On New Normalities - The Old Ones Are Broken

Somehow this whole paid work thing is quite out of control. Let's do it differently.

by Sohra Behmanesh, July 26, 2022
new normal

Do you remember, three or four years ago, there was an extremely "passionate" discussion about two-three cases that came to public attention, in which Muslims did not want to shake hands with the opposite sex as a greeting. Not because they were rude, but because according to their religious understanding, this is an expression of respect. At that time, there was a lot of fuss, the unfortunate word "integration" was often used, and the handshake was vehemently defended as a normative and alternative-less rite of greeting in Europe, to which everyone who wanted to live here had to bow. And then... well, then Corona came along and turned a lot of things upside down that had been considered normal until then, and we quickly discovered: The Occident can be surprisingly creative when it comes to non-contact forms of greeting!

I'm not such a fan of common normalities. This may be due to my neurodivergence; I don't always learn social norms automatically, and when I do catch on to them (a process that is still ongoing even now in my early 40s), I often find them quirky.

Let's normalize:

  • Gaps in the resume
  • Talking about salaries (Because when we don't, it favors those who benefit from discriminatory pay gaps)
  • Asking for help
  • Accepting help offered
  • Men on parental leave and part-time
  • Mental Health Days (When I feel bad, I feel bad. And I may even notice it close to a breakdown - this is also a good time to call in sick. I don't have to wait until I'm "bad enough")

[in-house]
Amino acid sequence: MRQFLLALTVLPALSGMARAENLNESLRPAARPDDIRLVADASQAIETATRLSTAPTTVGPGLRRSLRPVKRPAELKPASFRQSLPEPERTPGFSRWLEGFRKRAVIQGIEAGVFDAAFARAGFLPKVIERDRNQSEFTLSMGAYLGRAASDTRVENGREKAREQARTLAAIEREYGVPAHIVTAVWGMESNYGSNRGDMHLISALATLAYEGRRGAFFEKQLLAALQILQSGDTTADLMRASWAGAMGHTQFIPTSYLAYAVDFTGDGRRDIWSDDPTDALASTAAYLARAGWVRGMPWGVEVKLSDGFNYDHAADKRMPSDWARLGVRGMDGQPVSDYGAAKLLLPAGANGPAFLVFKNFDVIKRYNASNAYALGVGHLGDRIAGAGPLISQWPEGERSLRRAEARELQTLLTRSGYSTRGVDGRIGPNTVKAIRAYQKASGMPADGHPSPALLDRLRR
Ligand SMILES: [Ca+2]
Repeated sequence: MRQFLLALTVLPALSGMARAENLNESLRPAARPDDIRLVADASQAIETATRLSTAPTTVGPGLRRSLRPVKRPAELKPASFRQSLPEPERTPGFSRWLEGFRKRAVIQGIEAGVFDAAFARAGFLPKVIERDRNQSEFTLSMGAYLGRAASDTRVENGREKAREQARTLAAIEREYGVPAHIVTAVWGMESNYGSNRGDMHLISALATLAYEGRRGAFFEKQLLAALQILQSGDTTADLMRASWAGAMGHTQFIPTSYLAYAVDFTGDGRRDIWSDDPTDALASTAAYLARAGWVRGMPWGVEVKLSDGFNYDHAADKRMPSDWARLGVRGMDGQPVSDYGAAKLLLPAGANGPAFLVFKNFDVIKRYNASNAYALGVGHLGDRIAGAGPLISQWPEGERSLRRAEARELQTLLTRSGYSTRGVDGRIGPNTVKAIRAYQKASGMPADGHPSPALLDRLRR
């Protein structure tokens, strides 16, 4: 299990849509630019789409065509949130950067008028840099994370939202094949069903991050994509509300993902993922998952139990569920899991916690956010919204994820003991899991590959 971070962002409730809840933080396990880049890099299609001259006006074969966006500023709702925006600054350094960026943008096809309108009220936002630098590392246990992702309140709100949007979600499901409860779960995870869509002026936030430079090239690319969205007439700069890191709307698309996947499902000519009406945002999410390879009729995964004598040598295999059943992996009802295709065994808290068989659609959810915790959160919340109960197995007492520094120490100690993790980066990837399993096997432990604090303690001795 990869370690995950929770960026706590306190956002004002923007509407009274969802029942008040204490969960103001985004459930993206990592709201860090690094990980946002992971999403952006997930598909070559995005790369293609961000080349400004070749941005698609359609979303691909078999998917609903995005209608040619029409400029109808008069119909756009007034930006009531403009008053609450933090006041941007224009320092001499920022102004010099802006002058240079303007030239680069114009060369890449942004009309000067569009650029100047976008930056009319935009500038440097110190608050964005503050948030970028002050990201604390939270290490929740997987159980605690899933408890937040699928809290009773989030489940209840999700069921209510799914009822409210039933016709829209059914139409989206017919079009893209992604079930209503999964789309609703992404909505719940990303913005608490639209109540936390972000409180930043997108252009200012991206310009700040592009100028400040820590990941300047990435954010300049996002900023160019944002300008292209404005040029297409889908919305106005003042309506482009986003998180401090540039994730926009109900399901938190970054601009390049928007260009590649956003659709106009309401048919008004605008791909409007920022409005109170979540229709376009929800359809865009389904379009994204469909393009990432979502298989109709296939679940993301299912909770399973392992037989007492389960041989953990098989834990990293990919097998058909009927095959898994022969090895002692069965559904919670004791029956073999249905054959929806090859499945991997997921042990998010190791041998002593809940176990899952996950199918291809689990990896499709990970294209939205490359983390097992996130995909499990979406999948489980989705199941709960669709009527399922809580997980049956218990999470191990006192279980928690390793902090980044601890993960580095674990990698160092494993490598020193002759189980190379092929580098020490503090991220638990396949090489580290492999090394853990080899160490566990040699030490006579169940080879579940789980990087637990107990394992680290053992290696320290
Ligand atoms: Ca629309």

• Taking responsibility for mistakes
  • Doing things well enough instead of perfectly (When something is done is often simply a choice!)
  • Spelling mistakes
  • Getting off work on time
  • Setting boundaries
  • "Ah, I didn't know that yet. Thanks!"
  • Understanding that laziness does not exist
  • "You were right"
  • Asking who else is involved in requests for panels, lectures, festivals, exhibitions, contributions to text collections, and making suggestions for suitable candidates if there is a lack of diversity among those involved, and rejecting them if necessary
  • Taking time off without justification
  • To assume the level of productivity as a linear matter
  • "I like your suggestion better than mine. Let's do it that way!"
  • Breaks as part of working time (Also for non-smokers)
  • Taking compensation for disadvantages in your own hands
  • Making payment dependent on the quality of performance, not on degrees/certificates.

Let's denormalize:

  • 40-hour week
  • Fixed-term employment contracts
  • Asking Brown and Black people about their backgrounds
  • Asking women about their family plans
  • Prioritizing paid work in life
  • Bonus pay for employees who don't call in sick (Because it’s ableist)
  • Overtime
  • Deadlines and workloads that require overtime
  • Providing own resources (power, laptop, etc) in home office
  • Dehumanizing people as human capital
  • Paying as little as possible
  • Meetings on Friday afternoon
  • Viewing unpunctuality as a character flaw

Somehow this whole paid work thing is quite out of control. Let's handle it all differently, okay?

In this column, presented in collaboration with our friends from Wildling Shoes, we want to give more space and visibility to the issues of anti-discrimination, belonging, and intersectionality in the workplace. Through articles, interviews, and diverse perspectives, we aim to both challenge and inspire those working in the impact sector - while encouraging them to create authentically lived workspaces that foster more belonging and less discrimination. By gaining new perspectives and engaging in a shared dialogue, we can take a collective step toward radical systems change in the impact sector - from "power over" and "power for" to "power with." 

Our columnist for 2022 is Sohra Behmanesh. She lives with her family in Berlin, works as a freelance anti-racism trainer, and finds caring and empathy just as superb as intersectionality. 

You can find more Belonging articles here.

Photo: Kris Wolf